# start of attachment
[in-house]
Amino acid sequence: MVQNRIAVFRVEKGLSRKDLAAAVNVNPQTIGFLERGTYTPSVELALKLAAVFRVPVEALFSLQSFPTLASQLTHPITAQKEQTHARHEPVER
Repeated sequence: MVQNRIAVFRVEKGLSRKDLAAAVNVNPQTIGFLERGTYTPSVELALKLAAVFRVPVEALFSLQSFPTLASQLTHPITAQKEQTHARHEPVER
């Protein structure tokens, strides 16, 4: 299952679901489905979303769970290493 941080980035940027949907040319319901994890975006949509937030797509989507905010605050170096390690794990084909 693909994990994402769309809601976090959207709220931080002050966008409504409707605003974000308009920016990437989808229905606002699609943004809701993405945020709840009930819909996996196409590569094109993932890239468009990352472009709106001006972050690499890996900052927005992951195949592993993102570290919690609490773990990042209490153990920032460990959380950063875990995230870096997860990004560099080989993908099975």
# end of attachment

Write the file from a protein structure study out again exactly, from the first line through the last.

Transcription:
[in-house]
Amino acid sequence: MVQNRIAVFRVEKGLSRKDLAAAVNVNPQTIGFLERGTYTPSVELALKLAAVFRVPVEALFSLQSFPTLASQLTHPITAQKEQTHARHEPVER
Repeated sequence: MVQNRIAVFRVEKGLSRKDLAAAVNVNPQTIGFLERGTYTPSVELALKLAAVFRVPVEALFSLQSFPTLASQLTHPITAQKEQTHARHEPVER
């Protein structure tokens, strides 16, 4: 299952679901489905979303769970290493 941080980035940027949907040319319901994890975006949509937030797509989507905010605050170096390690794990084909 693909994990994402769309809601976090959207709220931080002050966008409504409707605003974000308009920016990437989808229905606002699609943004809701993405945020709840009930819909996996196409590569094109993932890239468009990352472009709106001006972050690499890996900052927005992951195949592993993102570290919690609490773990990042209490153990920032460990959380950063875990995230870096997860990004560099080989993908099975």